$420 Mixed 8-Game - Pot Limit. It’s a series of mixed games that all feature pot-limit betting. Pot Limit Hold'em. Pot Limit Omaha. Pot Limit Omaha 8. Pot Limit Badugi. Pot Limit Triple Draw. Pot Limit Stud. Pot Limit Stud 8. Pot Limit Razz.
$530 Mixed Game – Pot Limit Omaha/Razz with Rebuys. The WCOOP needs more random mixed game choices. I would love to see a fusion of PLO with Razz. Playing a brutal round of Razz, then jumping into exhilarating four-card PLO action is sort of like getting kicked in the junk before you dive off a cliff.
$1 No Limit hold'em Heads-Up. This is the only low buy-in event and a tournament for players, who have remarkable stamina, or insomniacs. With a $1 buy-in and a 16,000-person cap, the event will be the largest ever heads-up tournament in the history of poker. It would also probably last 14 months before a winner is declared; however, all players would get off on Sundays and all major holidays.
$530 All In Pre-Flop TURBO with Rebuys. Another popular game among action junkies. There’s only one possible bet in this tournament… all in pre-flop. Why waste any time and just shove preflop to make thing easier?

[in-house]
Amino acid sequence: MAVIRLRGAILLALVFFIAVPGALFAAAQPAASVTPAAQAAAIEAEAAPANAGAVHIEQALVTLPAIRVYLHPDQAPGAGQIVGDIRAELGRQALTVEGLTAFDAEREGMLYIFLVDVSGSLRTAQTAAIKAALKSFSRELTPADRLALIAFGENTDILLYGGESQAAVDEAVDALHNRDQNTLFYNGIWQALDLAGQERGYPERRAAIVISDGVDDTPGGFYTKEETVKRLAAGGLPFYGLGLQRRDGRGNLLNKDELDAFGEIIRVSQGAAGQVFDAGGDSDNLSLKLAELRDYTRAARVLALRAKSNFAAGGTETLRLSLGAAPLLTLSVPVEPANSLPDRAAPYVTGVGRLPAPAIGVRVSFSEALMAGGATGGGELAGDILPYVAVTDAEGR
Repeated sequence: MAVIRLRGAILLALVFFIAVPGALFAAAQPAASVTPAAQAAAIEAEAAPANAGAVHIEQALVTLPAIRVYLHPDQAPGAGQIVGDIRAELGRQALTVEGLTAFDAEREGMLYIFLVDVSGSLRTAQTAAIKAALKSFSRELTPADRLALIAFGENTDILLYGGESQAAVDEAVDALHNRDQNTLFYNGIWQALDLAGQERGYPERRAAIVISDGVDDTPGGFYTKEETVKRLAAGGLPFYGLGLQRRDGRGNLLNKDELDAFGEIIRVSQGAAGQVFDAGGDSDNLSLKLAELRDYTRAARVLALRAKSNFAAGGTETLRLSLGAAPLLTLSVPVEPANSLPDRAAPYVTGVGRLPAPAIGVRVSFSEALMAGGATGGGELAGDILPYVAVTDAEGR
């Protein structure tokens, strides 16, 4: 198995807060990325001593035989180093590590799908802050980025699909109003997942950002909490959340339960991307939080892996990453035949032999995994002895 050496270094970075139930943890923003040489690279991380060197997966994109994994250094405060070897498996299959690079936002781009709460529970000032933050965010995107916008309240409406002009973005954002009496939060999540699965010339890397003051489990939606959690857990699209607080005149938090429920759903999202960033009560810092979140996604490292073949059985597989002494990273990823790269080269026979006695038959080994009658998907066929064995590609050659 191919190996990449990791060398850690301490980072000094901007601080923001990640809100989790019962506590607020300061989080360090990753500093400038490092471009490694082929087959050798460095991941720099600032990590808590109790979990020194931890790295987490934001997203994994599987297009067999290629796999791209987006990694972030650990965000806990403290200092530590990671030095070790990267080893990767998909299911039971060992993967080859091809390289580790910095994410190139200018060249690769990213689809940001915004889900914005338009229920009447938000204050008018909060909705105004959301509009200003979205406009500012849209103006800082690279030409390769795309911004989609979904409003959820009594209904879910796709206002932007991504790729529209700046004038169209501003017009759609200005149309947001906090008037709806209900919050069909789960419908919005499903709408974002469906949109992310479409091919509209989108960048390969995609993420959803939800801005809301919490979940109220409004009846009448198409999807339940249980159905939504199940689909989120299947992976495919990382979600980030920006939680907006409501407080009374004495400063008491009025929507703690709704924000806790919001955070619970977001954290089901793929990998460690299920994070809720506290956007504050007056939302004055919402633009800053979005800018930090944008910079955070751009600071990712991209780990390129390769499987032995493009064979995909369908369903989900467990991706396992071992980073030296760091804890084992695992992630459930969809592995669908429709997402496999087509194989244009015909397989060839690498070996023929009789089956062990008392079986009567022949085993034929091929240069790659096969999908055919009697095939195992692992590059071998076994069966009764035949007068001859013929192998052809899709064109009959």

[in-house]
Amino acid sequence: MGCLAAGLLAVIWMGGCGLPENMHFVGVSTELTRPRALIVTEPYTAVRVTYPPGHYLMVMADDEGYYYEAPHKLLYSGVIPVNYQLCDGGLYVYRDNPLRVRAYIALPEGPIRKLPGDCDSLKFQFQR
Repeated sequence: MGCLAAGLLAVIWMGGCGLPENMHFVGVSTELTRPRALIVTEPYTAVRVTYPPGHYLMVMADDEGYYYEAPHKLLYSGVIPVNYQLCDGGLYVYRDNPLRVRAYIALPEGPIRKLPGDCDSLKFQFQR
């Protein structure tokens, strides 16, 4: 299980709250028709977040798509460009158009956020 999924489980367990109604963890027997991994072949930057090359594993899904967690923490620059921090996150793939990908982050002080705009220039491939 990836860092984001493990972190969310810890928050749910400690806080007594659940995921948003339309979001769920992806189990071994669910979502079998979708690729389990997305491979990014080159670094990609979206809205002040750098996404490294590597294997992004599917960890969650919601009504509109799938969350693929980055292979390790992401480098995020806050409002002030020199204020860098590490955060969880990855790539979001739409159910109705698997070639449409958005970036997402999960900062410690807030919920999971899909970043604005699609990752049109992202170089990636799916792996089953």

$530 Shallow Stack No Limit Hold'em. While everyone debates the merits or downsides of “deep stacked” tournaments, here’s a nifty alternative... fewer starting chips. Go back to the days of 1,000 starting stacks and 5/10 blinds.
$530 3-Card Pot Limit Omaha 8. Do you really need four cards for a split pot game?
$530 Mixed 5 & 7. Alternating rounds of 5-Card Draw and 7-Card Stud. This is something your grandfather might have played in the service during WWII.
$530 Pot Limit 7-Card Stud. Generation Y and Z look down at Stud as an old man’s game. If you simply change the betting to a pot limit format, then overnight you’ll have a whole new generation of addicts.
$25,500 High Roller Heads-Up High Card. This will be limited to 64 people playing heads-up. Players are dealt one card. The high card wins the match and advances to the next round. Any ties? Deal again. The final heads-up match will be a best-of-three.
$10,300 No Limit Hold'em Team Pro Freezeout. This would be fun to watch from the rail — a tournament with all of the Team Poker Stars Pros and $10,000 buy-in with their own money. No freebies from PokerStars. It’s all about bragging rights since the event is winner take all. Not only does the winner get the money, but PokerStars will throw in first-class flights for a full year. No more slumming in coach or bourgeoisie accommodations in business class on long international flights to LAPT and APPT events.
$530 6-Card Razz. Razz is one of the most frustrating games in poker. Let’s minimize the angst and remove the dreaded seventh street.
H U 4 ROLLZ. I’m disappointed that PokerStars did not add a H U 4 ROLLZ (aka Heads Up for Bankrolls) event. It’s the rage among the kids today who are full of bravado and eager to prove their supreme poker skill by risking their entire bankrolls in a single heads-up match.
Come on, PokerStars, make some of these tournaments a reality for the 2010 WCOOP. And if you do, I’ll be the first one to sign up for Pot Limit Omaha/Razz.